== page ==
As Whitehall looks to the cloud, how do those on the ground mitigate the risks? A recent round table explored the issue, as Samera Owusu Tutu reports.
The growth of digital transformation across Whitehall could not have been marked more significantly than by Mike Bracken’s stating he would change his title from executive director of the Government Digital Service (GDS) to the government’s chief digital officer (CDO), after being awarded CDO of the year at the Chief Digital Officer Summit 2014.
It’s an indication of the pace of technological change civil servants are facing in this arena, and the final frontier is government life in the cloud. Many government organisations have begun using cloud, but few have moved the bulk of their IT operations into it —partly because of the major challenges and risk involved in making the move. With a more significant exodus to cloud storage and software usage on the cards, Civil Service World, in partnership with Managed Cloud Service provider for the public sector, Eduserv, brought together a varied group of civil servants to discuss the de-risking of a wholesale shift to cloud IT.
Understanding cloud computing
The discussion started with participants sharing their views on the benefits of a wholesale shift: the main benefits was the ability to scale up or down cloud usage, meaning whether they used a little or a lot, they only took what they needed and paid for what they used. While paying for what you use is an efficient way work working, there were further cost savings in using more of the cloud, hence the need for a wholesale shift. The ability to target the segment of the public that is 30-and-under were among the suggestions was also mooted.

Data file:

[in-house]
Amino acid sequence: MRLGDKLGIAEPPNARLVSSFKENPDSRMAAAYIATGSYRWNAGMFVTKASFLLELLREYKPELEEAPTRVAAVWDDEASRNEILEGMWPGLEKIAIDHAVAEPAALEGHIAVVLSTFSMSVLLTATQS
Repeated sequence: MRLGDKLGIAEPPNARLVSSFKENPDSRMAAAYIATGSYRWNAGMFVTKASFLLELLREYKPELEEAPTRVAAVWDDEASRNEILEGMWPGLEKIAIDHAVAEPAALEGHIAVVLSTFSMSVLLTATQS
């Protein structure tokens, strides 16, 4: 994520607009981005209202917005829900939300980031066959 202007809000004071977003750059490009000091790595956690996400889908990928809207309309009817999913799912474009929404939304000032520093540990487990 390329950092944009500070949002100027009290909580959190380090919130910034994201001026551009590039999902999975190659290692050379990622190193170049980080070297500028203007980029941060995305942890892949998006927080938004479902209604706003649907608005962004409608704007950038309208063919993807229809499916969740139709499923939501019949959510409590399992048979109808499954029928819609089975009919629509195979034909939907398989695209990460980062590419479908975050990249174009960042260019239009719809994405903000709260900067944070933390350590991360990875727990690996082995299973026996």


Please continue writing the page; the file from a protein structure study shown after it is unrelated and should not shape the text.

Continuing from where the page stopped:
Though cloud was seen to have many benefits, there was a clear call for better understanding of what cloud was and what it could do, and this call for clarity was articulated by Sarah Hurrell, commercial director of technology at Crown Commercial Services. “Cloud is the great enabler,” Hurrell said, “but it is not necessarily the answer to every problem or every question. Also there are different clouds - public cloud and private cloud.”
“It needs a bit of understanding of what it can do and then it needs very good understanding of how to implement it." Yvonne Gallagher
She also highlighted the differences in the services available and the impact the data being handled could have on the level of risk associated with the service, saying: “There are cloud services and there is cloud storage, and they are different. If you're buying a service to, say, move to Microsoft 365, or to Google Calendars, that's a very different service from putting HMRC data out into the cloud, which has got personal data and needs to adhere to the data protection act.”
Yvonne Gallagher, director for digital and information at The National Audit Office (NAO), supported this view, adding: “It needs a bit of understanding of what it can do and then it needs very good understanding of how to implement it. And I think those skills in government and that knowledge has to be built up.”
Appetite for risk
The group expressed that the appetite for risk across the civil service had shown a marked increase; according to Gallagher, data protection, cyber security, and privacy, now make up the new landscape for the civil service.
The newness of the landscape, however added its own challenges to the debate on risk, explained David Walker, operational security manager for the Home Office: “It’s all new, so it’s difficult to quantify the risk. It’s [currently] a concern based on the way we used to do things, and the knowledge and experience [people] bring to something that’s similar but not quite the same.”